I often get asked what to consider when buying used Pro Audio kit from ebay.... well.... I have been asked.... at least once.... I think. So I thought I would write this brief guide in order to assist people as they venture into the frankly terrifyingly large and varied world of Pro Audio.
A few points to ponder:
- The price of used and ex-hire audio kit has crashed recently and you can pick up some serious bargains if you shop around. If your working on a budget as you lost your entire life savings playing poker in a dive bar in deepest Minnesota with George Clooney and a small rubber seahorse called Chad, don’t be afraid of buying used and ex-hire kit as you'll get a lot more for your money. Many large sound companies have considerable quantities of kit, sitting on shelves not doing anything and are often happy to deal on older used kit. Check out companies like SSE Audio, LMC Audio and Stage Electrics, all of whom have considerable stocks of kit available for sale ex-hire. Don't be afraid to negotiate with them in regards to price as often they are looking to turn over stock and may accept surprisingly low offers.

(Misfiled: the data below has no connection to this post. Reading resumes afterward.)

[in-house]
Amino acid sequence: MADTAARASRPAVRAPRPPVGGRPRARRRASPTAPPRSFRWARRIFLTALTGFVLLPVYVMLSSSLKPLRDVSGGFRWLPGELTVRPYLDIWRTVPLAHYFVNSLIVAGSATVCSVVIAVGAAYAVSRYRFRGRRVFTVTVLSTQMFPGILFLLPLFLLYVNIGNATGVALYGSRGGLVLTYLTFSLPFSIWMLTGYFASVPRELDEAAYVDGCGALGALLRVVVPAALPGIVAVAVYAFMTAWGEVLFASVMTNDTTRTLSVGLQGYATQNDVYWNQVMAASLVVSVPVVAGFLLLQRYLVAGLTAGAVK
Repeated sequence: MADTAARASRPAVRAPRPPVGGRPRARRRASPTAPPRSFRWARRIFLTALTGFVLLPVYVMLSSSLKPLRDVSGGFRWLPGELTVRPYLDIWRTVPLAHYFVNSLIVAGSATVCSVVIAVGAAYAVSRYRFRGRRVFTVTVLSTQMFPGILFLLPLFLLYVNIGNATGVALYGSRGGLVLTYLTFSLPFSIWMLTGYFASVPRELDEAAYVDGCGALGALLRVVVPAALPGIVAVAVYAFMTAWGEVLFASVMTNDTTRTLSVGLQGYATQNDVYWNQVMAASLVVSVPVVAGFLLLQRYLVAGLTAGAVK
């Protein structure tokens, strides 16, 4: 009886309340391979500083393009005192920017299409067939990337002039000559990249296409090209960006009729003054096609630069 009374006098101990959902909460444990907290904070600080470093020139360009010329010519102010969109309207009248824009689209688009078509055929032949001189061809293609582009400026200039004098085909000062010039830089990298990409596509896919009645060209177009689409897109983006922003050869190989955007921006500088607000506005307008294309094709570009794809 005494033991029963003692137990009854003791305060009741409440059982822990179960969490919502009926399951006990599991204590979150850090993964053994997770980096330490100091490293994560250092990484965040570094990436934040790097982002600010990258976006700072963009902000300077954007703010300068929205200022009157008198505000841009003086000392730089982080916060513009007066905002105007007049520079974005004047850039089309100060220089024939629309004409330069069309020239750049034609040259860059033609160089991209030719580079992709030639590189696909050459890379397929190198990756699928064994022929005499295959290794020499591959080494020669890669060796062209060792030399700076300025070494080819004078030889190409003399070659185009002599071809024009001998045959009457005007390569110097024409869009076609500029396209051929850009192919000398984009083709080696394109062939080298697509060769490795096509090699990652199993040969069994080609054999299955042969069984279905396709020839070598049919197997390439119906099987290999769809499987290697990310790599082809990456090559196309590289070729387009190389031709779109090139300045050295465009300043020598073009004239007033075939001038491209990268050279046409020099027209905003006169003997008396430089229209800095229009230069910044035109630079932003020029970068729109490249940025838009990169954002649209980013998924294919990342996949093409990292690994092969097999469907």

- Don’t be deterred by older equipment. For instance, companies like D&B Audiotechnik have produced loudspeakers since the 1980s and many of their older designs (see C-series for an example) are still cracking products which give modern loudspeakers a run for their money. You can pick up some old C690s for the equivalent of three magic beans and a shiny new donkey now a days, yet to my ear their still some of the best sounding 'speaker-on-stick' tops you can buy.
- Avoid cheap Chinese disco speakers like the plague. If the speakers you’re buying are bright red, have blue LEDs on the front or have silver grills (Funktion One excluded), flee as fast as your Segway will carry you. If the ad title says anything like 'SKYSPEK SUPER AWESOME DISCOTASTIC SPEAKER 1000000W MEGA BASS RUMBLE BOOM BOX WITH LED LIGHT SHOW LASER CAT REPELLENT' I can guarantee you that they are not super awesome and will definitely not provide the mega bass you seek. When you turn up to provide sound for The Who at Wembley Stadium you will be laughed at and told to take your rubbish bit of rat fur covered audible hatred back to China. Please, the last thing this world needs another 'sound engineer/ DJ' who has some crappy fleabay speakers massacring peoples ears. If they sound like a million fire engines chasing a million ambulances through a war zone, put them down and step away. If you do intend to buy speakers like this, I would suggest you use the money for something more useful, how about stamp collecting? Or maybe Mongoose wrangling?